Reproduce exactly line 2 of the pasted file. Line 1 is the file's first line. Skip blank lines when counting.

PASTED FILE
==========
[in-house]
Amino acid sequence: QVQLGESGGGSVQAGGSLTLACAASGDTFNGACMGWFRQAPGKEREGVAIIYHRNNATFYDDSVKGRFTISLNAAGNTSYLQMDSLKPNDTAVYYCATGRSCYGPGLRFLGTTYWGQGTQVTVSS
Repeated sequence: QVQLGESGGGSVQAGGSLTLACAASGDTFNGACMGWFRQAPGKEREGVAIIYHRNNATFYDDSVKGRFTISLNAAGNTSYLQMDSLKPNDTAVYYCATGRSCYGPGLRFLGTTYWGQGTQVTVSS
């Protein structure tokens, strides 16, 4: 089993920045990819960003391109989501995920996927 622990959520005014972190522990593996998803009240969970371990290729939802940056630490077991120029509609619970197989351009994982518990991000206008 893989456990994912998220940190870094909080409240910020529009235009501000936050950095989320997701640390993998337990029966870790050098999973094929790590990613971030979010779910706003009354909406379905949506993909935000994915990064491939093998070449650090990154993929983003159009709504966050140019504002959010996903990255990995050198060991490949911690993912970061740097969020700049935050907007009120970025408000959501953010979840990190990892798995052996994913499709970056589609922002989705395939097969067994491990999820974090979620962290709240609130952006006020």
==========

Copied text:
Amino acid sequence: QVQLGESGGGSVQAGGSLTLACAASGDTFNGACMGWFRQAPGKEREGVAIIYHRNNATFYDDSVKGRFTISLNAAGNTSYLQMDSLKPNDTAVYYCATGRSCYGPGLRFLGTTYWGQGTQVTVSS